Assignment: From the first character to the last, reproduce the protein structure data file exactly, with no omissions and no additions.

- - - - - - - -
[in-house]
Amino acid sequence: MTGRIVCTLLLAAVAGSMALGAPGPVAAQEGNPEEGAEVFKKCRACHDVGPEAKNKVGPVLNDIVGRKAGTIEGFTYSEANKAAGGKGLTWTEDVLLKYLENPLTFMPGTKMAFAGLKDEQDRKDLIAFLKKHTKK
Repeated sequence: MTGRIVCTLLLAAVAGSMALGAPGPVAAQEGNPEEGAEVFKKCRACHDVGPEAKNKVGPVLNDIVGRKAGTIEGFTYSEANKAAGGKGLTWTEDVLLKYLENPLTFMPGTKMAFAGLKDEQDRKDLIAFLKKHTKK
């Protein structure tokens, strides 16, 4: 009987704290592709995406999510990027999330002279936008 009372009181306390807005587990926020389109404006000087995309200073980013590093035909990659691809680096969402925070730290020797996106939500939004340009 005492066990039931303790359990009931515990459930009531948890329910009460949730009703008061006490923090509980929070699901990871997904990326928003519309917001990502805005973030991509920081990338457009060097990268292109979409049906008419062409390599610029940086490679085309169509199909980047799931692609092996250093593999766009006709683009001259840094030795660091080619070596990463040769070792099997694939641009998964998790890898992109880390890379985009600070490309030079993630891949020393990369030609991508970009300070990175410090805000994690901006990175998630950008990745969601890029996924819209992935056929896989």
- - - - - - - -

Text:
[in-house]
Amino acid sequence: MTGRIVCTLLLAAVAGSMALGAPGPVAAQEGNPEEGAEVFKKCRACHDVGPEAKNKVGPVLNDIVGRKAGTIEGFTYSEANKAAGGKGLTWTEDVLLKYLENPLTFMPGTKMAFAGLKDEQDRKDLIAFLKKHTKK
Repeated sequence: MTGRIVCTLLLAAVAGSMALGAPGPVAAQEGNPEEGAEVFKKCRACHDVGPEAKNKVGPVLNDIVGRKAGTIEGFTYSEANKAAGGKGLTWTEDVLLKYLENPLTFMPGTKMAFAGLKDEQDRKDLIAFLKKHTKK
């Protein structure tokens, strides 16, 4: 009987704290592709995406999510990027999330002279936008 009372009181306390807005587990926020389109404006000087995309200073980013590093035909990659691809680096969402925070730290020797996106939500939004340009 005492066990039931303790359990009931515990459930009531948890329910009460949730009703008061006490923090509980929070699901990871997904990326928003519309917001990502805005973030991509920081990338457009060097990268292109979409049906008419062409390599610029940086490679085309169509199909980047799931692609092996250093593999766009006709683009001259840094030795660091080619070596990463040769070792099997694939641009998964998790890898992109880390890379985009600070490309030079993630891949020393990369030609991508970009300070990175410090805000994690901006990175998630950008990745969601890029996924819209992935056929896989």